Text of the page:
With little time to rest, Australia will name their first Wallabies squad for the 2019 Rugby Championship this week.
This will be the first squad selected by the new selection team consisting of head coach Michael Chieka, director of rugby Scott Johnson and selector Michael O’Connor.
They must get it right as the beleaguered Australian rugby community is starving for Wallaby success.
Neither back-rower David Pocock (calf), nor young gun Jordan Petaia (foot) are expected to be ready for the test and, therefore, haven’t been included in the following squads.
Added to this, back-rower Pete Samu (hamstring) is struggling to overcome his injury too.
James O’Connor could chosen but his eligibility is dependent on his rumoured to the Reds.
With all this in mind, two of RugbyPass‘ Australian-based writers, Nick Turnbull and Ned Stevens, run through who they believe will make the cut for the first Wallabies squad of the year to take on the Springboks in their Rugby Championship opener on July 21 in Johannesburg.
These names pretty much select themselves as they simply are the proven best five props in the country bringing a collective 282 caps of experience to the table. With respect to Tetera Faulkner, Jermaine Ainsley and Tom Robertson, who are also capped Wallabies, the sixth prop in line for me would be Waratah Harry Johnson-Holmes out of the Wanderers Club in Newcastle. He has demonstrated in Super Rugby 2019 that higher honours appear to be an opportunity that awaits sooner rather than later, with that sooner likely to be in 2020.
NS: Allan Alaalatoa (30), Sekope Kepu (101), Scott Sio (53), James Slipper (86), Taniela Tupou (10)
The part of the squad that picks itself, Australia’s front row stocks have gone from strength to strength and established themselves as some of the world’s premier options in this area. Sio and Alaalatoa were part of the powerhouse Brumbies pack, while Kepu is a 101-test veteran who knows every trick in the book. Tupou is his powerful self and despite a slow season with the Reds, he will continue to wreak havoc off the bench. The new face in the props is James Slipper, who has been capped 86 times for the Wallabies. A favourite under Cheika, a return to form this season on the Brumbies best has meant he will re-join the group and fresh for success this time around.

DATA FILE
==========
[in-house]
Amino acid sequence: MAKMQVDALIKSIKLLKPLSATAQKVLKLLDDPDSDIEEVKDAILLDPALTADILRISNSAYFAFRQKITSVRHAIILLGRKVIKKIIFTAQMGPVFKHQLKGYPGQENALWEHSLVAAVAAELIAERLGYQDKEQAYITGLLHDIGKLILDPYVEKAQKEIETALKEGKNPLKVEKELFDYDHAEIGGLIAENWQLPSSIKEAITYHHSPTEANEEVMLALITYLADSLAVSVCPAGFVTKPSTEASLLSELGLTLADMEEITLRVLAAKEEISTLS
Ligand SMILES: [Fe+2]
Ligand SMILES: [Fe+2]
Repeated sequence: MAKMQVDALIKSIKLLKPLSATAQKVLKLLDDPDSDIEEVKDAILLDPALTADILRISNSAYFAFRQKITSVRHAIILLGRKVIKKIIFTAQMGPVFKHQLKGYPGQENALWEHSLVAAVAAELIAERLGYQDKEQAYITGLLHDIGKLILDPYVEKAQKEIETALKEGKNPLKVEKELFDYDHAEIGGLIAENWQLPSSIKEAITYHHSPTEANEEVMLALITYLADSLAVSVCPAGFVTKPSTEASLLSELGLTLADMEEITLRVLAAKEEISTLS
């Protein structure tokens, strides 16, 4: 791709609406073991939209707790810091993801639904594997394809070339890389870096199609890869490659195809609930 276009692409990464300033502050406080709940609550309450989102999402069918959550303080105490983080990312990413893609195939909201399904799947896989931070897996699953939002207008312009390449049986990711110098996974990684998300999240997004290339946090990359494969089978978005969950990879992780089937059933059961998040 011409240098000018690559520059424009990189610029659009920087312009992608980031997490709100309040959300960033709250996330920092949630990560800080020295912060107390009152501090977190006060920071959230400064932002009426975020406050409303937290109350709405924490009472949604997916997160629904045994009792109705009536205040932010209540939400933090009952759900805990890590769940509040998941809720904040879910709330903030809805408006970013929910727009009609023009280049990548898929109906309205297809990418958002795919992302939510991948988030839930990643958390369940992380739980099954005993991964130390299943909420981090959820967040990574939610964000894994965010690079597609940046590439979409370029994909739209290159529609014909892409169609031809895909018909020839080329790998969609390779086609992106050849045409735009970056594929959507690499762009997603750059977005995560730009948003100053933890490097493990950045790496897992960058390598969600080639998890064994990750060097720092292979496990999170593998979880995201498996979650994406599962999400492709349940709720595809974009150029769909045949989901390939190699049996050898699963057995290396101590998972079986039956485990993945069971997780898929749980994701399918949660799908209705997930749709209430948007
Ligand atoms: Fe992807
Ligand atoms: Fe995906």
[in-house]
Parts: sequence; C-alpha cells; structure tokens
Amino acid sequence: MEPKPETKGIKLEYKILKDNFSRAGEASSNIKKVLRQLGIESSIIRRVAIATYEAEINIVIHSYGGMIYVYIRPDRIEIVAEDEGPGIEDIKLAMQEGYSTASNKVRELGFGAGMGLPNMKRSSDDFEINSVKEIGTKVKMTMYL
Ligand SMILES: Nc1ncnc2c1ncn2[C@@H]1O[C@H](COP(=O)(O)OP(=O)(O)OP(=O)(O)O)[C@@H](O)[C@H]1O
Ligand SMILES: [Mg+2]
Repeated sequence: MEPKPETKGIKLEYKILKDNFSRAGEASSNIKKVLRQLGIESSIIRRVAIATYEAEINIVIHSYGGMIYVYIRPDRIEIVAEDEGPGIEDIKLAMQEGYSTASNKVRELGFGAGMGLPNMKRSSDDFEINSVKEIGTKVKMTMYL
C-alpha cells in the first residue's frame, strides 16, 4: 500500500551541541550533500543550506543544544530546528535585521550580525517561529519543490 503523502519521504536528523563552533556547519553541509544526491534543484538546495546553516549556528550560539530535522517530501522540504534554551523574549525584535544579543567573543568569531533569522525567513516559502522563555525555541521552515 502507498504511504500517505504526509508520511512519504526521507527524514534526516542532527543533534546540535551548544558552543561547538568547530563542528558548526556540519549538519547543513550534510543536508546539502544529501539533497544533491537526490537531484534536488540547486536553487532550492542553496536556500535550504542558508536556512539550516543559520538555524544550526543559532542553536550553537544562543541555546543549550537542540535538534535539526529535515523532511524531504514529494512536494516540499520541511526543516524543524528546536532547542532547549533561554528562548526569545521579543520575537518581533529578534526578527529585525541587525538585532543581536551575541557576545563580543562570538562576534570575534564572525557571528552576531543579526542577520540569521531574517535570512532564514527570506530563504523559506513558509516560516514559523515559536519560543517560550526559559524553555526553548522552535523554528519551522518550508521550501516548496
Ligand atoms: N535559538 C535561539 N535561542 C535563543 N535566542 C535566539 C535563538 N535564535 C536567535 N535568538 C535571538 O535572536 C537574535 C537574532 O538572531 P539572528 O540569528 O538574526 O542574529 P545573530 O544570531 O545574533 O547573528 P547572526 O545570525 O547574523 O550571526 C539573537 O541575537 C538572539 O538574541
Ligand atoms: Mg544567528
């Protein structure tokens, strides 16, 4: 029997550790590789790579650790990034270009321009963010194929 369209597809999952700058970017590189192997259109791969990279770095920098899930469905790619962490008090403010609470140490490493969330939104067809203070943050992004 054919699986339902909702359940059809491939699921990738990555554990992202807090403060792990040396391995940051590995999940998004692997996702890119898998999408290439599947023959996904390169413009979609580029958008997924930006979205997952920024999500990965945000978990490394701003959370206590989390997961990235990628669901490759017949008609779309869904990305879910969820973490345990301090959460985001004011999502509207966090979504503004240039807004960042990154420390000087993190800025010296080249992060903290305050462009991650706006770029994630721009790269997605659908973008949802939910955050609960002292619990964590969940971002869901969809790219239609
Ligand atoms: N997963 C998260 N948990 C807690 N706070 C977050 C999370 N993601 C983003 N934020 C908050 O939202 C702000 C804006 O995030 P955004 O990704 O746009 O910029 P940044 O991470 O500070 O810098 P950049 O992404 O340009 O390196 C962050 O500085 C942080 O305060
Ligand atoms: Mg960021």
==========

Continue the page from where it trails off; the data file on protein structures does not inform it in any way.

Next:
NT: Folau Fainga’a (6), Damien Fitzpatrick (0), Alex Mafi (0)
I say no to Tolu Latu as his errant ways on and off the rugby park are simply too greater a deterrent, despite his obvious talent for the game. I have always enjoyed the physicality and scrummaging prowess of veteran rake Tatafu Polotu-Nau, yet waiting for him to perfect his lineout throwing to a requisite test standard of any acceptable consistency has been an exercise of endurance, with the finishing line nowhere in sight. For the Wallabies to cause the Pumas, Springboks and All Blacks any concern this year, the lineout has to function, and therefore I have gone with the premier Australian rake in Fainga’a, coupled with the unlikely Alex Mafi, who offers a stable set piece and a high work rate around the field, especially with his tenacity in defence. Damien Fitzpatrick is the best lineout thrower in the land and offers a relentless work ethic to accompany that skill.
NS: Folau Fainga’a (6), Tolu Latu (11), Tatafu Polota-Nau (87)
Folau Fainga’a’s irresistible form for the Brumbies in Super Rugby has further established himself as the premier hooker for Australia. Finding his replacement, however, has been far from easy. Brandon Panega-Amosa has been tried and discarded and Michael Cheika has been longing for Tolu Latu to finally come of age. Polota-Nau is now 33 years of age and is a safe option for the newly formed selection panel to take, knowing his limitations at lineout time and his strengths in tight. Alex Mafi was the dark horse after a robust Super campaign with the Reds, and his dependable all-round game means he will take part in the camps, but I’d be surprised if the selectors were willing to gamble on a new bench hooker so close to a World Cup.
NT: Rory Arnold (19), Matt Philip (3), Izack Rodda (15), Lukhan Salakaia-Loto (11)
There is no requirement for Adam Coleman to be selected for this squad. When fit, he is a devastating forward, however I think both he and the Wallabies would benefit from resting prior to the World Cup, allowing his Melbourne Rebels teammate Matt Philip to add to his three test caps. Philip is the uncompromising forward the Wallabies must embrace and not be tempted to continue with the selection of veteran Rob Simmons. Simmons should be commended for his service to Australian rugby, but I see greater value in Philip, considering the likes of Rodda and Arnold will also be available for selection. Philip’s aggression and ability to sniff out a try gives him a point of difference that sets him apart from other his peers.